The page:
Austin-based Samaritan Center will use a $400,000 state grant to fund its Hope for Heroes program that offers mental and other health care services to veterans, active-duty service members and their families.
The funding comes from the Texas Veterans Commission Fund for Veterans’ Assistance, and TVC announced the award earlier in July. The Hope for Heroes program launched in 2007 to help service members and their families deal with emotional trauma from serving in the war, including treating post-traumatic stress disorder and traumatic brain injury, or TBIs.
Program staff are chosen for their military experience and clinical expertise in treating PTSD and TBI, according to a news release.
“We are so appreciative of the opportunity to help us serve veterans, military members and their families in Central Texas,” Samaritan Center CEO Carlos Rivera said. “There is a great need to provide therapeutic support to our veterans returning with PTSD and TBI. The Samaritan Center is unique in our approach to healing. We focus on the mind, body and spirit.”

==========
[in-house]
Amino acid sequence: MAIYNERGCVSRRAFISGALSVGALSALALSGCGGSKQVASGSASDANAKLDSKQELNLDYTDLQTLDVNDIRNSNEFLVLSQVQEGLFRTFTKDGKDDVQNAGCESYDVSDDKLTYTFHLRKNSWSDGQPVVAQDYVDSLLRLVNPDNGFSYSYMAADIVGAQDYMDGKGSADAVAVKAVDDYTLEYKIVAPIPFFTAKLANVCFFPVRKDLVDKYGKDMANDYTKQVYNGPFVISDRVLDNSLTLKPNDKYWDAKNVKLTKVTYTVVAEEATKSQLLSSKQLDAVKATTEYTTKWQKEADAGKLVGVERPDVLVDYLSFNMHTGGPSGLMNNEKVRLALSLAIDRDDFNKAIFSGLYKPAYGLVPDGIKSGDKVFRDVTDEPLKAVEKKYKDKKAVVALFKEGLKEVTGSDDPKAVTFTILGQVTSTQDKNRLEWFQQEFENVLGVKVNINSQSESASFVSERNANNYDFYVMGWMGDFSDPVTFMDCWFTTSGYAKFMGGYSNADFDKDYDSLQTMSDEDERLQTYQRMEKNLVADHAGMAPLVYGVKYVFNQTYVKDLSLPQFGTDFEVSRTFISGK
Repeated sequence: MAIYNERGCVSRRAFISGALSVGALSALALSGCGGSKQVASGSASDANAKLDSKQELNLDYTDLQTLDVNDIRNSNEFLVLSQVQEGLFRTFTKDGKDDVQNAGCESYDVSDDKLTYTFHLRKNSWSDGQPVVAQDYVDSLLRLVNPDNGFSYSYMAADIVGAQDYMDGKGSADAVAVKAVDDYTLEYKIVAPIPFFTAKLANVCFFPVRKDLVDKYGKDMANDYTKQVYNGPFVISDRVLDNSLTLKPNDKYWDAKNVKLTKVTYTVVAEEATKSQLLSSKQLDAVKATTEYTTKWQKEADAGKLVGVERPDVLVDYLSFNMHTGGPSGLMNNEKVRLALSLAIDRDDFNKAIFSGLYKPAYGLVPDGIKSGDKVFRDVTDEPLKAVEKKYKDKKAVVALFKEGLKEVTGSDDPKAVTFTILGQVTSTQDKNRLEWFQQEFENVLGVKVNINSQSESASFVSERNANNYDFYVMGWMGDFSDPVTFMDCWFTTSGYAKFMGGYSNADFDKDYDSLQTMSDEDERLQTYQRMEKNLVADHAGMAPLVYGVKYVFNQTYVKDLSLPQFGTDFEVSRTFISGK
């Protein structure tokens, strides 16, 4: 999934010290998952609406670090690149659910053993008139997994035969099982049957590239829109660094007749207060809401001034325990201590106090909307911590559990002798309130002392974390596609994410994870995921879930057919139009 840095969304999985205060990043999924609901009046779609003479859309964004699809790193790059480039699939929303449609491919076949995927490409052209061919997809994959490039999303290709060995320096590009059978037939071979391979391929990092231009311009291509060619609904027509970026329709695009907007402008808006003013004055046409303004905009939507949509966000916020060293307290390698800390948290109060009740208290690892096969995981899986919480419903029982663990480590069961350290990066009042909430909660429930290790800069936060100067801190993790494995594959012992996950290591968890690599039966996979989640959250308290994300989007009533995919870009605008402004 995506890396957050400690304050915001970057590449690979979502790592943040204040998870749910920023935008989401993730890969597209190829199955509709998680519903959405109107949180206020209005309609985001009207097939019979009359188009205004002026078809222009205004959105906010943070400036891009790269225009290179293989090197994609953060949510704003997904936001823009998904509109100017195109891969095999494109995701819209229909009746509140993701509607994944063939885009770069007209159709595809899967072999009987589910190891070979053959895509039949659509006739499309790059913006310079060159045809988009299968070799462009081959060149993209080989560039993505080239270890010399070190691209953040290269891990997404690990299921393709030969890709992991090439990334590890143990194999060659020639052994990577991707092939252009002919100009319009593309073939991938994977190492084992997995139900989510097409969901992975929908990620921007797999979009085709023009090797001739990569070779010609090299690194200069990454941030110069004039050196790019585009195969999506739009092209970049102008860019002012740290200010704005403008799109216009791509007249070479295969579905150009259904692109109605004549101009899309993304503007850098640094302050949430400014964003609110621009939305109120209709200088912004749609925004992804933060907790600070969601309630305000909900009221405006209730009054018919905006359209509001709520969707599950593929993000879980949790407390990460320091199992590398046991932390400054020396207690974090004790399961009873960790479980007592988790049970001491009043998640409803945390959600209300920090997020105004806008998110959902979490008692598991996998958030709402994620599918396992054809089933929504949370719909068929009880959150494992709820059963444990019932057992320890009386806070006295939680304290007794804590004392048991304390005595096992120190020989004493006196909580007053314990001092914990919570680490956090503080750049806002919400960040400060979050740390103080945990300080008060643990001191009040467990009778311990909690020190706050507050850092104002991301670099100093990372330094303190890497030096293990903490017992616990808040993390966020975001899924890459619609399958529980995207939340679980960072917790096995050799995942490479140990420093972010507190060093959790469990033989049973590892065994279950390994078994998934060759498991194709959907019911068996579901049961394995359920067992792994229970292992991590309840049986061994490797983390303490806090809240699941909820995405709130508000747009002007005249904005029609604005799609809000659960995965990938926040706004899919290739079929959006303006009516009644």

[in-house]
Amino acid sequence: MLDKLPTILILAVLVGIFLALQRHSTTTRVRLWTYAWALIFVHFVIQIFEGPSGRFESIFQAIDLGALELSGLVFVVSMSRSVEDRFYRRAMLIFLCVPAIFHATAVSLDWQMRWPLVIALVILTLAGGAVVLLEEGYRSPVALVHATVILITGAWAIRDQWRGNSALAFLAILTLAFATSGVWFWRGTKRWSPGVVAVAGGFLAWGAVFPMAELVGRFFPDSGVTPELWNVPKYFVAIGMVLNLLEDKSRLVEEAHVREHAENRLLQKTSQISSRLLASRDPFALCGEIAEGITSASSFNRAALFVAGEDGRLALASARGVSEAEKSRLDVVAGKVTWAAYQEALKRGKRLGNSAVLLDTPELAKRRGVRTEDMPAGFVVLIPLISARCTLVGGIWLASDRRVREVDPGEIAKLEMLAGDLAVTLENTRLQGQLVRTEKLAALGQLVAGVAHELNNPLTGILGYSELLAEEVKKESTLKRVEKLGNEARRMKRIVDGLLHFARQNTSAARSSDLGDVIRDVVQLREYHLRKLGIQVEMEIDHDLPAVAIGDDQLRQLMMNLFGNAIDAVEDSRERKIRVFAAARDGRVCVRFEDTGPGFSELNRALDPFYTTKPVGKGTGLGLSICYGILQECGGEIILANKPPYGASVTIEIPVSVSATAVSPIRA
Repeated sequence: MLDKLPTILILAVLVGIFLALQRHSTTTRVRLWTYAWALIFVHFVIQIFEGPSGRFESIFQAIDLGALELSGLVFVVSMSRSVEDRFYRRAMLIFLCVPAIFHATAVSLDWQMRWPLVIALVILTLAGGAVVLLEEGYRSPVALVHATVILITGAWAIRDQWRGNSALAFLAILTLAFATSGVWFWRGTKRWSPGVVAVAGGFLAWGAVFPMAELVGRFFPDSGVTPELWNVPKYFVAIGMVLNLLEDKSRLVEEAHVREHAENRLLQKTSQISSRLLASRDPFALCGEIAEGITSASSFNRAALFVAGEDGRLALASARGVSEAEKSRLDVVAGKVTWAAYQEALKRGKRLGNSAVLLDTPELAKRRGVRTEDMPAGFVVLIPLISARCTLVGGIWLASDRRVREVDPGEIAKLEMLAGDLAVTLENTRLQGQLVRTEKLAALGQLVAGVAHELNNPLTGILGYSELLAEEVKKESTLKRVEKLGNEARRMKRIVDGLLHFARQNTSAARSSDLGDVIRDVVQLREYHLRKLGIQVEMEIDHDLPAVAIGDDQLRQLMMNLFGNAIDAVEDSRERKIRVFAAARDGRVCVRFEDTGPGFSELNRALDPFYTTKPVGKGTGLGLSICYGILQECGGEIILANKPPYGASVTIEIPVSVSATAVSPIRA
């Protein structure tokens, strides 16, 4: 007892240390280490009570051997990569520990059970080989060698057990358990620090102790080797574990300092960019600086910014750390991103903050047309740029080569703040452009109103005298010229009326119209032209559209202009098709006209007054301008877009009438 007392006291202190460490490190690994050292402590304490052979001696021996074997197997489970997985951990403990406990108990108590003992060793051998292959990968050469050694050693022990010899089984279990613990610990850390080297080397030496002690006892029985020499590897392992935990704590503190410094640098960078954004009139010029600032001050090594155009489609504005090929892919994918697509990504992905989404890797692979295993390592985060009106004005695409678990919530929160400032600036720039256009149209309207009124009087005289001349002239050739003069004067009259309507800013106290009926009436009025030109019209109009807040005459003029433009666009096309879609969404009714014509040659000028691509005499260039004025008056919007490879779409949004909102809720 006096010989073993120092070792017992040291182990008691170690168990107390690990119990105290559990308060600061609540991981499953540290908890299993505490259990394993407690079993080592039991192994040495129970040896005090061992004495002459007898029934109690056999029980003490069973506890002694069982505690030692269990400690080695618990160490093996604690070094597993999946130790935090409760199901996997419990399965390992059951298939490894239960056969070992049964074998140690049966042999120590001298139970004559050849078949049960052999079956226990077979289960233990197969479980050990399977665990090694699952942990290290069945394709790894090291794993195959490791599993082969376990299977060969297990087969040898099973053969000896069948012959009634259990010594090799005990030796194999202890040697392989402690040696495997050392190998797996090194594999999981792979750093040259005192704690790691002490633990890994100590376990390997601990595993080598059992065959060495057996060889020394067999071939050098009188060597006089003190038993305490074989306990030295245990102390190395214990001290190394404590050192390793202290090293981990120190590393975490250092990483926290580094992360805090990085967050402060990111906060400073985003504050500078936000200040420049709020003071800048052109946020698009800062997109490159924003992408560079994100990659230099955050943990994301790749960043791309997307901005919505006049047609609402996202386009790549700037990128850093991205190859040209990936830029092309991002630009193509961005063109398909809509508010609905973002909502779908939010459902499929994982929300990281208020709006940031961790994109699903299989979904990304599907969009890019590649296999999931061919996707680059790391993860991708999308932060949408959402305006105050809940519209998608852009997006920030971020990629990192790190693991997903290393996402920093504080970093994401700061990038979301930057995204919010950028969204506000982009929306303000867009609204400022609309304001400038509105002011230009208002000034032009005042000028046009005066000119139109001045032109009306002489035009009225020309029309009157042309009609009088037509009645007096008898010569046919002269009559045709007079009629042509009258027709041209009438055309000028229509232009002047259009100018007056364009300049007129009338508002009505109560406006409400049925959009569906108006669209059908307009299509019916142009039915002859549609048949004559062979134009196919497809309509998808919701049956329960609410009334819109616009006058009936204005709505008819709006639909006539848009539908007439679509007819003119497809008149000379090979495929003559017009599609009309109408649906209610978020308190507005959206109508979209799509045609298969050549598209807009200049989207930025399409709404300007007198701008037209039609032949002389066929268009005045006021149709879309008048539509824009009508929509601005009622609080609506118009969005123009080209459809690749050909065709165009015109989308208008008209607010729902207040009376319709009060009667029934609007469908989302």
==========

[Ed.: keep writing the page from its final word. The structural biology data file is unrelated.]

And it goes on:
The Samaritan Center is located at 8956 Research Blvd., Bldg. 2, Austin, and was founded in 1974 and treats mental illnesses such as depression, anxiety or anything trauma-related, Rivera said. The organization focuses on reaching vulnerable populations, including low-income families and veterans.
Rivera previously told Community Impact Newspaper that 36 percent of the Samaritan Center’s patients are current or former military members but that he would like to reach more.
“We are only able to touch the tip of the iceberg,” he said. “There’s still a lot of need out there. We’re not able to meet it.”
In 2015, the Samaritan Center served more than 500 veterans, active-duty service members and their families and expects to serve more than 730 people in the next 12 months, according to the center. Hope for Heroes is primarily funded by the TVC, Round Rock Community Foundation, individual donations and area churches.